If it sounds like your cup of tea–and it is a very well-done book–you’ll be able to find it in comic book stores starting early next month, or you can pre-order it on Amazon right this very minute.
The last time I did a Relatively Serious Review, I mentioned that mini-comics aren’t really my thing. This is, of course, in spite of the fact that my pal Phil and I actually made one a couple of years ago where a fictionalized Jack Kirby fought a Nazi Robot and got blasted into a dimension of dog-people, but that’s beside the point, which is this: I may have to revise my standard line pretty soon, because ever since David Morris sent me his bootlegged final issue of OMAC, every mini-comic I’ve been sent has been off the chain.
Case in point: Elm City Jams.
This bright yellow bundle of joy was sent over–along with a few others–by Isaac Cates of Satisfactory Comics, and it’s built on the absolutely genius premise of getting a bunch of cartoonists together and forcing them (possibly at gunpoint, Isaac wasn’t really clear on that) to draw one-page strips based on titles drawn completely at random. It’s a great idea for something like this, allowing the participants to show off their skills and letting everyone involve have fun.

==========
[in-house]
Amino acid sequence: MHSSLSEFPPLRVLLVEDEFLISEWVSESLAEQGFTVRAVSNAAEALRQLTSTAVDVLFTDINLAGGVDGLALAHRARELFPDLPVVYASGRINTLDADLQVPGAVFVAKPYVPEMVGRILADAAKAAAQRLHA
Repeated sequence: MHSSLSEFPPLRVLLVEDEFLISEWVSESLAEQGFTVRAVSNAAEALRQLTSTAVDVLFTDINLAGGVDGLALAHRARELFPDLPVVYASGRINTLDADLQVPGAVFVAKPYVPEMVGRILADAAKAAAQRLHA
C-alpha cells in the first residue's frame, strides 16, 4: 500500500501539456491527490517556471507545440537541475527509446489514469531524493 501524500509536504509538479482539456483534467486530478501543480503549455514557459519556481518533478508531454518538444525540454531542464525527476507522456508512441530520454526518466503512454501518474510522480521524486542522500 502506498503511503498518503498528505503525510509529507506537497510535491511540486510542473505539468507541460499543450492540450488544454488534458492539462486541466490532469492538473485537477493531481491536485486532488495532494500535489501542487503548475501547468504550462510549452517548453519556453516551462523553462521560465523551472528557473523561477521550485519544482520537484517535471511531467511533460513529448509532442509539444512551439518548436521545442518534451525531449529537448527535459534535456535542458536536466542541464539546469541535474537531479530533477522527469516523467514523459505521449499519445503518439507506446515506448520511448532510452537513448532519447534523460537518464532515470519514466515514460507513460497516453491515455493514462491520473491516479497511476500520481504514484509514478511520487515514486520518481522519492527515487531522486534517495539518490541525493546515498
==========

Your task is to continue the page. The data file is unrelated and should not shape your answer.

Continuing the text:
Because really, how could you not have fun with titles like “Don’t Mess With Hexes,” “Damn Tree-Hugging Robots,” or…
Hezekiah Sugata, Hillbilly Shogun
And that isn’t even the best one.
In total, Isaac sent over four of his mini-comics, including ECJ #s 1-3 and Satisfactory Comics #7, and while there are some great bitss in those–including a great two-page bit on slightly adjusted opening lines from classics of Western literature that’s just fantastic–but the real star of the set was the one pictured above. It’s a great sequence of gags from start to finish, with the high point being a jam from Tom O’Donnell, Mike Wenthe, and the omnipresent Isaac Cates called “Jared Fogle Kills A Prostitute” which features the Subway pitch-man not only getting up to the action you might expect from the title, but doing it as a member of the Green Lantern Corps.
Admittedly, I’m saying this as someone who got it for free, but it’s well worth whatever Cates is charging for it. It’s very, very entertaining stuff, and you can find out more and see about getting your own at the Satisfactory Comics Blog.